I have a very tight deadline to meet in order to complete and photograph the 3 Totems that I want to enter into a juried show. There was also the added pressure of school holidays, considering a full teaching week ahead and the prospect of packing longarm machines and driving to Uttoxeter the following week. This meant that the totems had to be almost finished by the weekend. Somehow, I managed to sew almost all day ALL week and amazed myself that by Saturday I had got as far as I could.
I have ordered the large upholstery foam columns which should arrive by Wednesday so the final challenge will be fitting everything together as neatly as possible. I made quilted ends to look like tree trunk cross sections, bottoms with velcro attached in case they need to be stuck down if it looks like they may topple over, and plenty of bias binding for piping. I have bought cording and ribbon that I hope will act like corset strings once I have punched eyelets into the leather quilt, and checked that all of the hand-sewn gems are securely attached.
Over the course of the week I added a linen mid-section to the totem quilt that will be behind the goatskin one and quilted it with dead straight lines as a contrast to the swirly quilting on the leather. Next I drew out some circles onto calico for the back of the silver spandex totem - some were roughly Celtic and others were just circles that I would fill in later. Finally, I manically pieced skinny curved strips with some inserts for the 3rd totem and quilted it with great restraint in simple verticals. This was done with considerable trepidation since I don't usually go in for subtle quilting but I think it was a wise choice.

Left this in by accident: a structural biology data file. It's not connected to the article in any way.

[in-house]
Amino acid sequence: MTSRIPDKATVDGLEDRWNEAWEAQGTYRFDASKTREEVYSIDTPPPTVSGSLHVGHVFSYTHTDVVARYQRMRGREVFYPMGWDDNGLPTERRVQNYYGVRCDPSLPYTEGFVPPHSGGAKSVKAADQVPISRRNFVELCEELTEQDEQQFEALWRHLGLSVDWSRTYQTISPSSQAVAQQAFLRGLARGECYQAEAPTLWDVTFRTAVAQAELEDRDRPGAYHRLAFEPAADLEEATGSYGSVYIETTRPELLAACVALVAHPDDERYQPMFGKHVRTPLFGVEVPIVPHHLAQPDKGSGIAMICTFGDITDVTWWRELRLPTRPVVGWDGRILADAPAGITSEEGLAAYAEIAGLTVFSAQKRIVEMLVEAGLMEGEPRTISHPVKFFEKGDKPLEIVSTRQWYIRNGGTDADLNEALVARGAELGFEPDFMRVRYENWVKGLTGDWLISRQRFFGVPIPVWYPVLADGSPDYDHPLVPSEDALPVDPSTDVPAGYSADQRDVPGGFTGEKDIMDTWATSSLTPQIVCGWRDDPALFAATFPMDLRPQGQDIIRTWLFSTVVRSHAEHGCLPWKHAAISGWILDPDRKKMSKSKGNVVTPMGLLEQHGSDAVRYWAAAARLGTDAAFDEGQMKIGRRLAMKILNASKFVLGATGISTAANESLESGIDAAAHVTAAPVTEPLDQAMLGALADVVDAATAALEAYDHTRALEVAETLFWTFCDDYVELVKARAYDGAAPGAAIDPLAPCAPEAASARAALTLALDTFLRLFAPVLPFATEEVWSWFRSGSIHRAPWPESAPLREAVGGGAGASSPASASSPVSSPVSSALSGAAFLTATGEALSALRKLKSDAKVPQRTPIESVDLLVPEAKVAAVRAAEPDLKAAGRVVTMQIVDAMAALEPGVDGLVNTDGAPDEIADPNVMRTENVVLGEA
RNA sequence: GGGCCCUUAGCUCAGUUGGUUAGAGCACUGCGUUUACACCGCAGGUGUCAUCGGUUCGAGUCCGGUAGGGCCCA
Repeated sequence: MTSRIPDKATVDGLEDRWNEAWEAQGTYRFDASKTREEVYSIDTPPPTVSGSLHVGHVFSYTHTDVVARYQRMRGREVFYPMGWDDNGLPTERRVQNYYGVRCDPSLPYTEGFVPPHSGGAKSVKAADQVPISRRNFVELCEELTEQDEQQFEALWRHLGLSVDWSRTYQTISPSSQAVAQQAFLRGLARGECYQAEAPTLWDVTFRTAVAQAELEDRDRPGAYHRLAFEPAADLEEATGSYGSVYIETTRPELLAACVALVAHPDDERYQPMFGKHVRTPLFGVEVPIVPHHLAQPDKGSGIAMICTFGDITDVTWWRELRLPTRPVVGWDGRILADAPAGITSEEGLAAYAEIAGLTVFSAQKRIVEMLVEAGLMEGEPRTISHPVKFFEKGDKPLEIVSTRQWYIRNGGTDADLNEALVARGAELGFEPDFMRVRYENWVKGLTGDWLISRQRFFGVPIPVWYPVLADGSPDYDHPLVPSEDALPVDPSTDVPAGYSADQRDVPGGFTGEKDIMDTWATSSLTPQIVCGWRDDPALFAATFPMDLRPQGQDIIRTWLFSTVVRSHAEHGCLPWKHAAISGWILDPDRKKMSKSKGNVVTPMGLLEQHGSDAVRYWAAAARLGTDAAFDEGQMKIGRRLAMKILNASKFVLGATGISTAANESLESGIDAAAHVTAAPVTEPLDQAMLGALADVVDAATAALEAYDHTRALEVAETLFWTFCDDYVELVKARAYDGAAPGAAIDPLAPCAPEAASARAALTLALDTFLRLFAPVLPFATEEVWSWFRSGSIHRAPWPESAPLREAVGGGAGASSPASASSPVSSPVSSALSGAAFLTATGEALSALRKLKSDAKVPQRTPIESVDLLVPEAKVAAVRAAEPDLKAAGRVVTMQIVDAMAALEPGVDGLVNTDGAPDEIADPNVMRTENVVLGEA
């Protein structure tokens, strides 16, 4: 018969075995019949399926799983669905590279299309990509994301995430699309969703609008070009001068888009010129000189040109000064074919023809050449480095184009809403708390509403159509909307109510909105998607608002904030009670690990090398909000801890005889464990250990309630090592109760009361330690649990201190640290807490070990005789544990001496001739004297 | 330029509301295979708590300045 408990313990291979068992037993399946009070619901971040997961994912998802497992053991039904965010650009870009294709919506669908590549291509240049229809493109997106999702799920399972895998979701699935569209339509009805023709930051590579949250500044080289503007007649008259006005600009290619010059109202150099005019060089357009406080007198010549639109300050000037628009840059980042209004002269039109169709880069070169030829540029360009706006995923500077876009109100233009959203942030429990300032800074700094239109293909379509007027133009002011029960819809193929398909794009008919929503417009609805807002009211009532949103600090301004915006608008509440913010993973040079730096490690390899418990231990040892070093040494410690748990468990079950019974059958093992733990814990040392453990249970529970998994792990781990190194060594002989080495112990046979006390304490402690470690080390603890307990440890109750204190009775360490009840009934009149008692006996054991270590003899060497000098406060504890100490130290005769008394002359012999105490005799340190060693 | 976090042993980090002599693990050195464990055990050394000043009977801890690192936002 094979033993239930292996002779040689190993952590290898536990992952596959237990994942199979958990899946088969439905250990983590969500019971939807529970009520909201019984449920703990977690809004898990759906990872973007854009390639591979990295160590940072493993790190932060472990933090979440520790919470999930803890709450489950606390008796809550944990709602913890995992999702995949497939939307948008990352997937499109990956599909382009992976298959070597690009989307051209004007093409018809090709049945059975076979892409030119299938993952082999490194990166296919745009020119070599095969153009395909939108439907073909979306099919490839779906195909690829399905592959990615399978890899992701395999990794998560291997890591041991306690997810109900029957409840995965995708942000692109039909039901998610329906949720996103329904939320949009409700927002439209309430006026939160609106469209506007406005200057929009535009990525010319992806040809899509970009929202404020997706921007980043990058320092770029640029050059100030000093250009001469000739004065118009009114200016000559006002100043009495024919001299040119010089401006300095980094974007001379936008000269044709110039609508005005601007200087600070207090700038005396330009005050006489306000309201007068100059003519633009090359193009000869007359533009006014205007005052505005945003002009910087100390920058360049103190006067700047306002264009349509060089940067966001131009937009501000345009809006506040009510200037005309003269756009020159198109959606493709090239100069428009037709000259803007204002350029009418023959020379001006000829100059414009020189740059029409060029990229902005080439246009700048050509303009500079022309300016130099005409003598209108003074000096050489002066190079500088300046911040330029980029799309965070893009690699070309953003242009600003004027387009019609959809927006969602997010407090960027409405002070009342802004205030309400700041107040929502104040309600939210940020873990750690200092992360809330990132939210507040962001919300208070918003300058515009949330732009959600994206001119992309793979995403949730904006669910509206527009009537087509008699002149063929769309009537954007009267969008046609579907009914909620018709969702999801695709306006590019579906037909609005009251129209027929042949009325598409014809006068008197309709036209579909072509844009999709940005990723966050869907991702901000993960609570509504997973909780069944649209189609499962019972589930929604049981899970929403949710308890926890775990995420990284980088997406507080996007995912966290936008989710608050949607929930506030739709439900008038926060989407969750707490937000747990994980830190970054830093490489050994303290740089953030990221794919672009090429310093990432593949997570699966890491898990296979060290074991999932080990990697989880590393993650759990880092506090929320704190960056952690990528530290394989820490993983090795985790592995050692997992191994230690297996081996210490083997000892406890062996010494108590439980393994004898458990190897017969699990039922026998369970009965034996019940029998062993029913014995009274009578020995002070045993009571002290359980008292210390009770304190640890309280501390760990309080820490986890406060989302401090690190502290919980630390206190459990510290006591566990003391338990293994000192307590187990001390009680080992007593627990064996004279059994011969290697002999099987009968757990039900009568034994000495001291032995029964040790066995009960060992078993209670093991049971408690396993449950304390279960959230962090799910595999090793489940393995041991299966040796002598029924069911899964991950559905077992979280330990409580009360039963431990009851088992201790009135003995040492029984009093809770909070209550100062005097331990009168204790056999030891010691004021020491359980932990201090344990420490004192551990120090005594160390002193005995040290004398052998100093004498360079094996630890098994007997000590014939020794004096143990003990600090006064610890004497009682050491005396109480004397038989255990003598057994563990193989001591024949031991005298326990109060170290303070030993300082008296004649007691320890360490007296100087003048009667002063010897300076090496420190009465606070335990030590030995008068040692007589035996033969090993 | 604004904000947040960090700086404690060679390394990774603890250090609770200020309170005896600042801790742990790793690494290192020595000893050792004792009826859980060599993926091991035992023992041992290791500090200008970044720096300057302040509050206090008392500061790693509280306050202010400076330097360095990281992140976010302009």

I could easily have been side-tracked by the arrival of the fabulous Coracle. Helen Jackson did an amazing job of weaving long willow wands into a proper little boat, complete with a neat wicker seat. I had to hang it straight up in my workshop so that I would not be tempted to start trying to fit its chamois skin before finishing the totems. This exciting and fiddly job will have to wait until I get back from Uttoxeter. I think it will take me a considerable while to sew on all of its amber and blue glass beads!
My longarm upgrade also arrived this week but so far I have just peeped inside the boxes as I would like a free weekend and a willing assistant to get it all set up. I will have new super smooth rails, a new machine and even a hydraulic lift which should mean that I can quilt more comfortably for even more hours at a time.
Mind you, I have to allow time to try and focus on the Ebook that is developing out of the original, neglected Yurt Book. The publisher has made helpful suggestions on how to cut out some of the vast quantity of slightly less relevant information, concentrating more on techniques and inspiration. If I ever did publish the original Yurt Book as planned, it would have several mighty volumes and may not appeal to everyone;)